(HealthDay News) — Birth by cesarean section may increase the risk of subsequent stillbirth or ectopic pregnancy, according to research published online July 1 in PLOS Medicine.
Sinead M. O’Neill, MPH, of Cork University in Ireland, and colleagues performed a population-based cohort study using data for 832,996 live births from the 1982–2010 Danish national registry. The authors sought to assess the association between primary cesarean and the rates of subsequent stillbirth, miscarriage, and ectopic pregnancy.
The researchers found that women who had a primary cesarean section, compared with those who gave birth by spontaneous vaginal delivery, had increased rates of stillbirth (hazard ratio [HR], 1.14; 95% confidence interval [CI], 1.01–1.28) and ectopic pregnancy (HR, 1.09; 95% CI, 1.04–1.15) in subsequent pregnancies. Among women with primary cesarean section, no increased rate of miscarriage was observed, and maternally requested cesarean was associated with a decreased rate of miscarriage (HR, 0.72; 95 percent CI, 0.60–0.85).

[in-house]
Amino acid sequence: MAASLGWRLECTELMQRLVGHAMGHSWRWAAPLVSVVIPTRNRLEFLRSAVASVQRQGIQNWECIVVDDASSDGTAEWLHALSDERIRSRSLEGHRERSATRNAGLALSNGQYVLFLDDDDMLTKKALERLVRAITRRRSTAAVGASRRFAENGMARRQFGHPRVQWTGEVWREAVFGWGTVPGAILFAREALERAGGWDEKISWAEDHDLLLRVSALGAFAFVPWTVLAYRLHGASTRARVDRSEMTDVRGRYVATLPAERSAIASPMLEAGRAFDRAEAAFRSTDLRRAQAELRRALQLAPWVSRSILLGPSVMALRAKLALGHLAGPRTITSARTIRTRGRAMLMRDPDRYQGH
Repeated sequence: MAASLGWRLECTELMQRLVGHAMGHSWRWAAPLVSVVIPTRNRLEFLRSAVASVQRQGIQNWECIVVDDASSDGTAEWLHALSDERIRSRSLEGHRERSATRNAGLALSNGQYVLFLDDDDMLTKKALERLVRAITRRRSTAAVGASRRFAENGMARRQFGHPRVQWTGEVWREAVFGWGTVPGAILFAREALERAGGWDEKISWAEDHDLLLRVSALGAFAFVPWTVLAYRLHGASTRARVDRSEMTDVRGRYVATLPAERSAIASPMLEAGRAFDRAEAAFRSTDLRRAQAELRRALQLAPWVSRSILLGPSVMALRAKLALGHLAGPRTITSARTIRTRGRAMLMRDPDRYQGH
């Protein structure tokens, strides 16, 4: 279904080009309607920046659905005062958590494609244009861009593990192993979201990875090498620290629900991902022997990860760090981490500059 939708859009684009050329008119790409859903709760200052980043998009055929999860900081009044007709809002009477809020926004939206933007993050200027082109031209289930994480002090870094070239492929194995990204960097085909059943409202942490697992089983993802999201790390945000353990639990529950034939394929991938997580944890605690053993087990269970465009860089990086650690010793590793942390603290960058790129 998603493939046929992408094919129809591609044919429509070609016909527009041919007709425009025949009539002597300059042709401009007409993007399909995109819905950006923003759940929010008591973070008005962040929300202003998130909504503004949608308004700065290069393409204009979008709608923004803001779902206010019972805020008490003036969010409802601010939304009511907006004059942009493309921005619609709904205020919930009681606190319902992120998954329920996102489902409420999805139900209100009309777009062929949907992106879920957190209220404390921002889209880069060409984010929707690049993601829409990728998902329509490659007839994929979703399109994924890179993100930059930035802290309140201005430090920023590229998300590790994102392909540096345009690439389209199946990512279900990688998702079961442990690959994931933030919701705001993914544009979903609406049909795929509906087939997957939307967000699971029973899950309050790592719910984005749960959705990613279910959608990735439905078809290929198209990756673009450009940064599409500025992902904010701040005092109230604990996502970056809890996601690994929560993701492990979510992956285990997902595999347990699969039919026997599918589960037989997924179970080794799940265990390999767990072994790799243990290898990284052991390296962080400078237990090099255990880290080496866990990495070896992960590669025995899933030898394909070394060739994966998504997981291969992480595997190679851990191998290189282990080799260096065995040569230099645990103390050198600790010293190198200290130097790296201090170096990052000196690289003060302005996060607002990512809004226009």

“This study found that cesarean section is associated with a small increased rate of subsequent stillbirth and ectopic pregnancy,” the authors write. “Underlying medical conditions, however, and confounding by indication for the primary cesarean delivery account for at least part of this increased rate.”